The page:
If your concern with aging is wrinkles, check out these helpful tips.

What Can You Do?

Antioxidants to the rescue! Because of their scavenger activity, some antioxidants are known to be neuroprotective. Eating an ample diet of antioxidant-rich fruits, vegetables, legumes, nuts and seeds, (complemented by whole grains, seafood, lean meats, and milk) will also help protect against other aging effects caused by oxidative damage. To optimize brain function, have adequate but not excessive iron, copper and zinc. To do so, try to eat beans, seeds, mushrooms, dark leafy greens, whole grains, lean meats and oysters.

While you may want to seek out a sole dietary gem, don’t focus on individual foods, but on your overall diet pattern. 

Heart Healthy

It’s suspected that healthy diets help improve cardiovascular health by reducing inflammation3.  The biggest impact on inflammation is from a Mediterranean-style diet with an abundance of fruits, vegetables, legumes, grains, and which includes high monounsaturated fatty acids and omega-3 fats.4  This type of diet has a lower glycemic load, and is higher in fiber, magnesium, carotenoids, and flavonoids, which help reduce inflammation.4 Ginger, curry and other spices also have an anti-inflammatory effect.

Research suggests that replacing meat with legumes several times a week can have a positive impact on longevity, diabetes, cardiovascular disease and weight management. This beneficial impact may be due to the favorable effects on the gut microbiome. Additionally, mild calorie restriction is somehow associated with longer lifespans, though the mechanism is unclear. Perhaps because it slows the rate of cell division by limiting building materials. 5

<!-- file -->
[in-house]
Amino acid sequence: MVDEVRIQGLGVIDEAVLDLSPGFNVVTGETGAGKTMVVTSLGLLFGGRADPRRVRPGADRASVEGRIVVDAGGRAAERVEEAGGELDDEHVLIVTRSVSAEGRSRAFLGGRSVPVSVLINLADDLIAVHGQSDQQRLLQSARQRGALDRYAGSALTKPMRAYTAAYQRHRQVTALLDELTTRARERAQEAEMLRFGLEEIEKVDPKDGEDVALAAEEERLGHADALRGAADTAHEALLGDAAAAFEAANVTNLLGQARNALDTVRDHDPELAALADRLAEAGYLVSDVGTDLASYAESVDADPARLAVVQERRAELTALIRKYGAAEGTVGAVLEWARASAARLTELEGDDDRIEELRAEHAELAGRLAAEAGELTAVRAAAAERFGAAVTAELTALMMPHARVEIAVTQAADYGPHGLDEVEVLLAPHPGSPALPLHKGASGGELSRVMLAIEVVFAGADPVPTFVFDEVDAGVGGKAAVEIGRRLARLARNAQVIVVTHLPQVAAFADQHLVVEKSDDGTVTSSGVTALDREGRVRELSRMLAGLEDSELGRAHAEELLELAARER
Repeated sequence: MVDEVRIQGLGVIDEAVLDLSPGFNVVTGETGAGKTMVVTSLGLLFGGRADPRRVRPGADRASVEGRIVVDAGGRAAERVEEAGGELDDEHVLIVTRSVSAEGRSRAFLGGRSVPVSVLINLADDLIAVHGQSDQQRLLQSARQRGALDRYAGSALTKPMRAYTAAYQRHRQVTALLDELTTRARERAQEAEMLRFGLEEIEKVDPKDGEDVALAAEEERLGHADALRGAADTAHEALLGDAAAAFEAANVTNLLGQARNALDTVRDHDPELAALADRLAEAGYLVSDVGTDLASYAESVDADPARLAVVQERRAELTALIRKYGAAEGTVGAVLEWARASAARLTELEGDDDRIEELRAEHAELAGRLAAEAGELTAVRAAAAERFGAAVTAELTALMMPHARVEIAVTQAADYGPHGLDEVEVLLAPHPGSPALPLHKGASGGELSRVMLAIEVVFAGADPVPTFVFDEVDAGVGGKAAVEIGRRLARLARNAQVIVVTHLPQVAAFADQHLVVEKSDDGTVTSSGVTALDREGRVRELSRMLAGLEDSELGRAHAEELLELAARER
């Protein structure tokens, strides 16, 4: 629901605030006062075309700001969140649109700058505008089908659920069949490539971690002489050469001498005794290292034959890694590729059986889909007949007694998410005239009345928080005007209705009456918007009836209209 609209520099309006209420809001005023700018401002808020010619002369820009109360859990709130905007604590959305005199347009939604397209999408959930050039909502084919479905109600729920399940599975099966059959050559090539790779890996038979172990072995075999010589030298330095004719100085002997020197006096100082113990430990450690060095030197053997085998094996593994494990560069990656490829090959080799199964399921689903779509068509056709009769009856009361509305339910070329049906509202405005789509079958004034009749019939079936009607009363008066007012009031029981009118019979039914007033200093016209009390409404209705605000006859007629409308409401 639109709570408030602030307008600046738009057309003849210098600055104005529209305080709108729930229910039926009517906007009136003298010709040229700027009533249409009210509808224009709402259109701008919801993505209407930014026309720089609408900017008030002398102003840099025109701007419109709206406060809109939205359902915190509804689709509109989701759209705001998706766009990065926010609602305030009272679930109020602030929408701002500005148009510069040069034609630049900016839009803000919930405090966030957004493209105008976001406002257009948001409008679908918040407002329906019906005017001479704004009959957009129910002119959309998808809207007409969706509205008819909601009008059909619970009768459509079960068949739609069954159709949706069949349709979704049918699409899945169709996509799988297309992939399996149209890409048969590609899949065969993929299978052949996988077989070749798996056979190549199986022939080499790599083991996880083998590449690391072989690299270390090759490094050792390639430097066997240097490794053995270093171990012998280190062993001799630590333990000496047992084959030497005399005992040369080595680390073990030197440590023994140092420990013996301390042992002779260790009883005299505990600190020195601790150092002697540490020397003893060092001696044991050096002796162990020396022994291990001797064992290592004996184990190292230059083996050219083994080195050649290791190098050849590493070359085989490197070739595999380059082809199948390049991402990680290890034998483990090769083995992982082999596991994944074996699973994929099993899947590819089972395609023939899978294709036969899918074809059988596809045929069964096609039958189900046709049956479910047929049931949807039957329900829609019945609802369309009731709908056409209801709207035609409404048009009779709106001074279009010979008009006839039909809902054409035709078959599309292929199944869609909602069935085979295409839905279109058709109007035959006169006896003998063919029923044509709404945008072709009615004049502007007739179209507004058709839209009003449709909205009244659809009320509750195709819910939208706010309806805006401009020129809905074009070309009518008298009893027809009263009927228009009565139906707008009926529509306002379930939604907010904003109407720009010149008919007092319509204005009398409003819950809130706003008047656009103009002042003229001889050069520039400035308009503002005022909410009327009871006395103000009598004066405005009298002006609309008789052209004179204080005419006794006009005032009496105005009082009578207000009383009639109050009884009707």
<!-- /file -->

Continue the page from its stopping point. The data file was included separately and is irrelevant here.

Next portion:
What About Supplements?

Supplemental fish oil has health benefits for specific age-related diseases, but doesn’t slow aging or impact lifespan. Additionally, supplemental conjugated linoleic acid (CLA) has been shown to prevent the development of atherosclerosis, reduce body fat while improving lean body mass, and regulate immune and/or inflammatory responses. 6

What Types of Food Do You Normally Eat?

Leave a comment below with your favorite types of anti-oxidant or omega-3 rich foods! Or share a favorite lifestyle tip that helps you eat healthy!

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Disclaimer: This blog post should not be construed as medical advice. Do not attempt to change your diet, fitness routine, or any other activity related to your health without first obtaining the advice of a medical professional.

References:1) Diet and Inflammation: Possible Effects on Immunity, Chronic Disease, and Life Span. C Ricordi, M Garcia-Contreras, S Farnetti. 2015 Journal of the American College of Nutrition. 34 Supple 1:10-13. 2) Repair of oxidative DNA damage, cell-cycle regulation and neuronal death may influence the clinical manifestation of Alzheimer’s disease. AR Silva, et al. 2014 PLoS One. Jun 17: 9(6): e99897.  3) Diet and Inflammation: a Link to Metabolic and Cardiovascular Diseases. K Esposito, D Giugliano. 2006 European Heart Journal 27, 15-20.  4) Diet and Inflammation. L Galland. 2010 Nutrition in Clinical Practice Dec; 25(6): 634-640. 5) Essential Role for Autophagy in Life Span Extension. F Madeo, et al. 2015 The Journal of Clinical Investigation. Jan 2; 125 (1): 85-93.What Are the Roles of Calorie Restriction and Diet Quality in Promoting Healthy Longevity? W Rizza, et al. 2014 Ageing Research Reviews. Jan; 13: 38-45. 6) Conjugated Linoleic Acid: Potential Health Benefits as a Functional Food Ingredient. JH Kim, et al. 2016 Annual Review of Food Science and Technology 7: 221-244.